So I think the problem is the focus has been shifted from let’s fix this problems to how can we show the world these problems don’t exist. Greek life cares more about hiding the bad stuff than actually fixing the bad stuff. It is so focused on not talking about the bad stuff, it forgets bringing it up might actually fix some of the issues. In the end trying to pretend and convince the world that the issues don’t exist, is actually causing more.

So to end this I’m going to tell a story. When Greek Week partners were announced this year, one of my friends took to social media to express her feelings. She was upset at the pairings because of “Greek Unity” being the critic I am, I commented and asked for specifics. After a back and forth conversation the truth came out, She didn’t like the pairings because some organizations don’t participate therefore some teams have a better chance of winning just because of higher participation levels. What does that have to do with Greek Unity? Nothing. She was mad about a bragging right title and used the fact that event is supposed to unify Greek Life as a good image media tactic to complain.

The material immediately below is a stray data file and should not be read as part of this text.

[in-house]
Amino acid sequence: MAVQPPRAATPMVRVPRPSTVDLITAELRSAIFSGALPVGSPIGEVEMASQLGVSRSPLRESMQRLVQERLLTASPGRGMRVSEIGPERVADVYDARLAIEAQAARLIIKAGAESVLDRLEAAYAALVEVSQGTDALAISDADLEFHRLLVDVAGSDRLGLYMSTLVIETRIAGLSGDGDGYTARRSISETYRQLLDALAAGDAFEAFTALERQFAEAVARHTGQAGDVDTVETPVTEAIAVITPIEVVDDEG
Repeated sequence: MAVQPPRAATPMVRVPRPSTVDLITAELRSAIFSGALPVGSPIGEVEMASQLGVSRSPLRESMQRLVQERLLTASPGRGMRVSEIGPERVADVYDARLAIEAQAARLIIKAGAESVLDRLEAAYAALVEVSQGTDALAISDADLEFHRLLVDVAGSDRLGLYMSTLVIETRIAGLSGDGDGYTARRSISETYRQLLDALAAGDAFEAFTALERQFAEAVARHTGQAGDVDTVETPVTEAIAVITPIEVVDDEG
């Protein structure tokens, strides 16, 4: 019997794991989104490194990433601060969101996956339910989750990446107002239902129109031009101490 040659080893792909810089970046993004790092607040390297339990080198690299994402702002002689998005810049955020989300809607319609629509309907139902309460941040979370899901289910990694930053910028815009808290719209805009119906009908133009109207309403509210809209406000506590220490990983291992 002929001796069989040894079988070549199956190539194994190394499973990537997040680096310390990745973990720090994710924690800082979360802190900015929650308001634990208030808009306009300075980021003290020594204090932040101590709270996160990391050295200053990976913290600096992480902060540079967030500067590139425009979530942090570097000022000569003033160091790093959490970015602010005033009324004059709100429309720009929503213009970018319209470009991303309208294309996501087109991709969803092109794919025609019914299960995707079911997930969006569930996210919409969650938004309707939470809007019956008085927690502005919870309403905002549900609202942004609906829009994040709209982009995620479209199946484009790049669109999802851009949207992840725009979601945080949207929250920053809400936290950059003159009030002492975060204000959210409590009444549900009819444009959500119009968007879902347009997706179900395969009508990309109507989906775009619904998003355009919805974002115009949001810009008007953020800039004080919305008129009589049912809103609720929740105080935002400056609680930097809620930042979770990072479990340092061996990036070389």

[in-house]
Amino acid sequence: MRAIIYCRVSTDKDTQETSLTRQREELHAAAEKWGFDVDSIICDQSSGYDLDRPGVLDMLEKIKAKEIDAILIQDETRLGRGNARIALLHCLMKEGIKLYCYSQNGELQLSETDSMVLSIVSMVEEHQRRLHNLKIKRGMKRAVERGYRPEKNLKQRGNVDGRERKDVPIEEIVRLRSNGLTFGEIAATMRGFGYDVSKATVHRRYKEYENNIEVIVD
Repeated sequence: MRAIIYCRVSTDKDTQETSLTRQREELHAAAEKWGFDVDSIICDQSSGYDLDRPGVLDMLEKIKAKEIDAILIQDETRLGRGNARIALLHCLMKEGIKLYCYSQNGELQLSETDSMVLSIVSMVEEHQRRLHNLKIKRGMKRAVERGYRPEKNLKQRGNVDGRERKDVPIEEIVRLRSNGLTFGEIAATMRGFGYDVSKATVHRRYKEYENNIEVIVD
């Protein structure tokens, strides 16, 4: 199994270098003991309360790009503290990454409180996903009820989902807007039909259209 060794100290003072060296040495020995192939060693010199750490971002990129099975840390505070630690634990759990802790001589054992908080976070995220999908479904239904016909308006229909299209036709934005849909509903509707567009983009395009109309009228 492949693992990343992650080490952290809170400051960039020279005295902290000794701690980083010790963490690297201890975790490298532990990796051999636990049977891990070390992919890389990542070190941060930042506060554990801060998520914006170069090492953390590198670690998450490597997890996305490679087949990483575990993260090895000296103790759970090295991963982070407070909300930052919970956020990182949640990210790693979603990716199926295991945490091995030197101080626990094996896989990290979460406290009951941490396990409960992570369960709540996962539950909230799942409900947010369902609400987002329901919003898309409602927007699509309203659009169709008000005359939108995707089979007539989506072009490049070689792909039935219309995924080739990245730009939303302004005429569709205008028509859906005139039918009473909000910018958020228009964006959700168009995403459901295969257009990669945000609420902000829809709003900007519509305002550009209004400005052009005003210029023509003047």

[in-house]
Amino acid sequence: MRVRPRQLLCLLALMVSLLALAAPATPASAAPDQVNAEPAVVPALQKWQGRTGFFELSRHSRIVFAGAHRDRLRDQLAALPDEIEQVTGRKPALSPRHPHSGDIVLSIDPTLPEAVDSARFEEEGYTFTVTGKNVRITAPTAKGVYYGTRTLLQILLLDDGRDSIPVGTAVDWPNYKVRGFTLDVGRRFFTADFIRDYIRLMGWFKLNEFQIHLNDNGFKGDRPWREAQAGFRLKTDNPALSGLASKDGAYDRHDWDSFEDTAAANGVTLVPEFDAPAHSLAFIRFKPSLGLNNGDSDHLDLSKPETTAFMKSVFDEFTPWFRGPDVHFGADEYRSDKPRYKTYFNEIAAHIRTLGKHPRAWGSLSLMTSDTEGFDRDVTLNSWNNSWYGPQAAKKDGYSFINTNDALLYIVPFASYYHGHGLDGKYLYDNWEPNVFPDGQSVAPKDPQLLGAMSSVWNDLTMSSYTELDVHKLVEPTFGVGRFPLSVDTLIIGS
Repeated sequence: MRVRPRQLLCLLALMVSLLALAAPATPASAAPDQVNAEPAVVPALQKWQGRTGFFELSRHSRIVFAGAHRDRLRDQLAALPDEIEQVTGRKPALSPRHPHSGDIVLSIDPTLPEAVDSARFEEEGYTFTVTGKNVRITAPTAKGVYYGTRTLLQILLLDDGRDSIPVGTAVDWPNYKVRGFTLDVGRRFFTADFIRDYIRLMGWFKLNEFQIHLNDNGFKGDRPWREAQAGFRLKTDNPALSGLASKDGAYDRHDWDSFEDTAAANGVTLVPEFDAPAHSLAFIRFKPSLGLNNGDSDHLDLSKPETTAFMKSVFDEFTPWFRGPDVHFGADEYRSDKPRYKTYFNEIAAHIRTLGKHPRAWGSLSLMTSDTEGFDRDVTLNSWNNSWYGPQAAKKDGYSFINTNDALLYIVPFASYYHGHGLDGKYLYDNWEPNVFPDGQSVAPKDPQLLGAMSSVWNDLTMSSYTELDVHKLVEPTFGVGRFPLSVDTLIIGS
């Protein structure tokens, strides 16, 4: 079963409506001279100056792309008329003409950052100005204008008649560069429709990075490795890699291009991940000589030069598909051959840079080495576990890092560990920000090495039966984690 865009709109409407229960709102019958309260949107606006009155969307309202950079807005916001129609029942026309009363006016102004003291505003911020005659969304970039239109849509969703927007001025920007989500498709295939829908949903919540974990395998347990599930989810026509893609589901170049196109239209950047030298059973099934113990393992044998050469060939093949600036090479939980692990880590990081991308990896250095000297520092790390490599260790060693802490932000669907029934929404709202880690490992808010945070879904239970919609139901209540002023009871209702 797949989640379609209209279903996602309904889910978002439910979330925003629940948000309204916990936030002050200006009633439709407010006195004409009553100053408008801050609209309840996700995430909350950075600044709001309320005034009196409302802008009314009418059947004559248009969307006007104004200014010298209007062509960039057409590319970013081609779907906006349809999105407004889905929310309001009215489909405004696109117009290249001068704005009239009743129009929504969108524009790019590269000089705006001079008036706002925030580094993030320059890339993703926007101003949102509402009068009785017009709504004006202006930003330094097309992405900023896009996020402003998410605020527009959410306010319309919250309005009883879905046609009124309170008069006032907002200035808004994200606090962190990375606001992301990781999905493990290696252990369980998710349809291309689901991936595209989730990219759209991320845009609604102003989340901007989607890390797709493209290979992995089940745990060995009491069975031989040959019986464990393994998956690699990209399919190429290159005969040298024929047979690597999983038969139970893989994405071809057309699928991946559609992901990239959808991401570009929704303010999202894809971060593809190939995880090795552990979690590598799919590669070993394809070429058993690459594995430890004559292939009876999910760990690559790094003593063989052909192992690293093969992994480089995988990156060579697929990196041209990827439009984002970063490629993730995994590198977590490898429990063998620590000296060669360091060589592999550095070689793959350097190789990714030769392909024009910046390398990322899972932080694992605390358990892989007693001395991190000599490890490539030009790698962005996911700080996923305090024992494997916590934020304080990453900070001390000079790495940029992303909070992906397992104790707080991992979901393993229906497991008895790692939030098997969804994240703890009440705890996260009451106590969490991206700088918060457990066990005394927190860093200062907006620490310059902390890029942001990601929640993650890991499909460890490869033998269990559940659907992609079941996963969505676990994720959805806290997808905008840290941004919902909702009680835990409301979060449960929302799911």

Are we too connected?

So I created a Twitter account as per required for a class assignment. I even posted my first tweet. Yay! Then something freaked me out. I wasn’t even on twitter for five minutes and my post was maybe up for 30 seconds, when my dad was already following and replying to me. Do I care he’s following me? Not at all, but how on earth did he find me so darn fast?

So like any other freaked out daughter, I asked. Turns out he got an alert, as did anyone else who has my phone number saved into their phone who has a Twitter account. How creepy is that? I even proceeded to tell my dad that’s creepy and he replied with talk to Twitter or don’t give your phone number to people you don’t want to see you on social media.

When I told my mom about the situation she told me to get with the program, all social media is doing it. Facebook and Snap Chat email her all the time saying, hey! you know this person in your phone contacts? Yeah, them. They have this social media too. Be sure to connect with them.